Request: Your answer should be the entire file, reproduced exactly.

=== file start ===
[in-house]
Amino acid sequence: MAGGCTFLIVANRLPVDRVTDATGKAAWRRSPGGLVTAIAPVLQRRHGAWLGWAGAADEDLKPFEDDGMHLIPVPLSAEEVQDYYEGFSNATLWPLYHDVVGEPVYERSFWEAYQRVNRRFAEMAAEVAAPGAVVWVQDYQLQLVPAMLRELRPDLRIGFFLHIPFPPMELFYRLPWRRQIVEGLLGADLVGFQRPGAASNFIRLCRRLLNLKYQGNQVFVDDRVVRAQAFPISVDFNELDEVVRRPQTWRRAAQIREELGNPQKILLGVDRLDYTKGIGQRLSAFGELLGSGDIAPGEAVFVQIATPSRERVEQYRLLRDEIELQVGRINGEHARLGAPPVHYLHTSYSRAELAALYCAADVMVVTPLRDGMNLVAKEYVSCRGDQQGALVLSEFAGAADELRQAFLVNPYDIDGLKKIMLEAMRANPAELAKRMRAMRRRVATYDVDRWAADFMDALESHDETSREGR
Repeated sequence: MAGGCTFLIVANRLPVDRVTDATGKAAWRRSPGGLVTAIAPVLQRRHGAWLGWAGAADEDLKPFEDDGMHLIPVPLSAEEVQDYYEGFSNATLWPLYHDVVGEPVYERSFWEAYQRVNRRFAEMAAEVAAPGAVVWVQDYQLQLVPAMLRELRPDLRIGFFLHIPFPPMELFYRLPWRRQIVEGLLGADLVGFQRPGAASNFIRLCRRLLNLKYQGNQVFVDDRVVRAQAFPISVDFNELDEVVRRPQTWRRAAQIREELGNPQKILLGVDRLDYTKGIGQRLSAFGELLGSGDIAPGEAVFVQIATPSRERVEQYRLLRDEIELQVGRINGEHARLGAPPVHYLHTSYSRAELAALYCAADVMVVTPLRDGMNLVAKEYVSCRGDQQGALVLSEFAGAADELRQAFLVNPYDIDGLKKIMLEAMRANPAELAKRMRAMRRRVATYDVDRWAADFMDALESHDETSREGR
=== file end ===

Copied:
[in-house]
Amino acid sequence: MAGGCTFLIVANRLPVDRVTDATGKAAWRRSPGGLVTAIAPVLQRRHGAWLGWAGAADEDLKPFEDDGMHLIPVPLSAEEVQDYYEGFSNATLWPLYHDVVGEPVYERSFWEAYQRVNRRFAEMAAEVAAPGAVVWVQDYQLQLVPAMLRELRPDLRIGFFLHIPFPPMELFYRLPWRRQIVEGLLGADLVGFQRPGAASNFIRLCRRLLNLKYQGNQVFVDDRVVRAQAFPISVDFNELDEVVRRPQTWRRAAQIREELGNPQKILLGVDRLDYTKGIGQRLSAFGELLGSGDIAPGEAVFVQIATPSRERVEQYRLLRDEIELQVGRINGEHARLGAPPVHYLHTSYSRAELAALYCAADVMVVTPLRDGMNLVAKEYVSCRGDQQGALVLSEFAGAADELRQAFLVNPYDIDGLKKIMLEAMRANPAELAKRMRAMRRRVATYDVDRWAADFMDALESHDETSREGR
Repeated sequence: MAGGCTFLIVANRLPVDRVTDATGKAAWRRSPGGLVTAIAPVLQRRHGAWLGWAGAADEDLKPFEDDGMHLIPVPLSAEEVQDYYEGFSNATLWPLYHDVVGEPVYERSFWEAYQRVNRRFAEMAAEVAAPGAVVWVQDYQLQLVPAMLRELRPDLRIGFFLHIPFPPMELFYRLPWRRQIVEGLLGADLVGFQRPGAASNFIRLCRRLLNLKYQGNQVFVDDRVVRAQAFPISVDFNELDEVVRRPQTWRRAAQIREELGNPQKILLGVDRLDYTKGIGQRLSAFGELLGSGDIAPGEAVFVQIATPSRERVEQYRLLRDEIELQVGRINGEHARLGAPPVHYLHTSYSRAELAALYCAADVMVVTPLRDGMNLVAKEYVSCRGDQQGALVLSEFAGAADELRQAFLVNPYDIDGLKKIMLEAMRANPAELAKRMRAMRRRVATYDVDRWAADFMDALESHDETSREGR